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Christopher D. Green
York University, Toronto, Ontario
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Coleman R Griffith (1921)
First published in Psychological Monographs, 30, 17-29.
Posted March 2000
Psychology stands in a peculiar relation to the sciences of life and to the physical sciences, for it is one of the youngest of Philosophy's children and, on that account, has fallen heir, as do the successive members of any growing family, to a number of family treasures, some good, some bad, and some indifferent. Among other things, it has inherited from the physical sciences a well-rounded methodology and a refined laboratory technique; and from the sciences of life, a "genetic" way of regarding mind in its relation to life. Moreover, in the near future, some one will write a history of the development of scientific concepts and it will then be discovered that psychology has fallen heir, also, to scientific ways of regarding the world at large, ways that became established a hundred years or so before mind was brought into the laboratory.
Now when psychology began to use these methodological and other heritages from the physical and the biological sciences in an attempt to understand mind, the opportunities for research became so great and the problems so insistent that the investigators of mind have been urged on to the present. Movement by nothing save the enchantment of their own productivity. Psychology became, over night, a realm of laboratory adventure. And within forty years of the founding of the first laboratory, general science is presented with the spectacle of a discipline whose facts already extend beyond the compass of encyclopedic volumes.
So rapid, in fact, has been the growth of the science, and so absorbing are its demands for the immediate future, that an adequate account of its genesis, a serious historical survey of the path by which it has come, is not a part of its immediate program. The psychologist who is at all historically-minded,·[p. 18] when trying to gain a perspective in his science, finds himself in the peculiar position of the man who wakes in a strange place and endeavors to comprehend his situation by taking a careful inventory of the furnishings of his room. If the science has come, by virtue of its achievements, to maturity, it must begin to realize that even scientific adventure is hedged about with historical restrictions to be understood and accepted before the adventure itself becomes of real significance.[l] Psychology is not merely the accumulation of fact in monthly journals; it is rather a· product of the liberal past and a starting point for a productive future. The historian of psychology must tell us what psychology is, in its largest aspects, by telling us whence its methods and concepts have come and what these mean for its further development.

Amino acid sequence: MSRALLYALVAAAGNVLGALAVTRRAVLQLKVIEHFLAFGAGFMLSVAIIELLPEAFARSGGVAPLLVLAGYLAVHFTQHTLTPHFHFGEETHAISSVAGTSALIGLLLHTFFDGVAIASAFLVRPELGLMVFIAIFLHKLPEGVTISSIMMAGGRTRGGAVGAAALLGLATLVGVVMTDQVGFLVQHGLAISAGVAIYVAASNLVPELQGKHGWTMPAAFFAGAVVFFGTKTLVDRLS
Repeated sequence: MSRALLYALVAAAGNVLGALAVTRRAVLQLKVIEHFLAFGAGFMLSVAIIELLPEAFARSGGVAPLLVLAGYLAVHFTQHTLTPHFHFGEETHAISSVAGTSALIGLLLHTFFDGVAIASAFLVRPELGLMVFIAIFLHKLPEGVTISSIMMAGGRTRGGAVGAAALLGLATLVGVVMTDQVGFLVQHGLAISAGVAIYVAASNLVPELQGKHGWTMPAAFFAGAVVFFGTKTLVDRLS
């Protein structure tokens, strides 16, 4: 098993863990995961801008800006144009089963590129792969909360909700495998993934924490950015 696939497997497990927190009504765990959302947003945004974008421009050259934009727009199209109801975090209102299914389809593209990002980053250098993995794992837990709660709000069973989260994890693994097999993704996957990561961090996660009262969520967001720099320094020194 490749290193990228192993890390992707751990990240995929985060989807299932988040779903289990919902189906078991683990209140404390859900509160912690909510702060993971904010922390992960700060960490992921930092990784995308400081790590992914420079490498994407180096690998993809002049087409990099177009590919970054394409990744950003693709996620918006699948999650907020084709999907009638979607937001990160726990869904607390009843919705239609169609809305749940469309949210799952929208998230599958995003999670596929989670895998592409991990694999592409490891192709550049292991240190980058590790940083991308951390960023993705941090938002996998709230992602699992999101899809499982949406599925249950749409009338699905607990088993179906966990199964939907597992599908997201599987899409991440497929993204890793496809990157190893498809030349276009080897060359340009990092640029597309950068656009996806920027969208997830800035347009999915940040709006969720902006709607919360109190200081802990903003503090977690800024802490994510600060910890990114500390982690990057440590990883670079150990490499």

We have, at the present time, no history of psychology. That is to say, there is no written record of the genesis and development of the discipline as it stands. Our historical researches are limited to the introductory pages of doctoral theses and other major pieces of research. There are, of course, histories of [p. 19] philosophy in which the central theme is mind or sense-perception or mental activity. One cannot neglect such accounts and neither can one forget altogether certain other historical surveys of the life and work of men who may, under protest, be designated psychologists; but the discipline has at present no searching and sympathetic survey of the events and ways of thinking that have led up to and that have grown into our present conception of psychology, its problems, and its methods.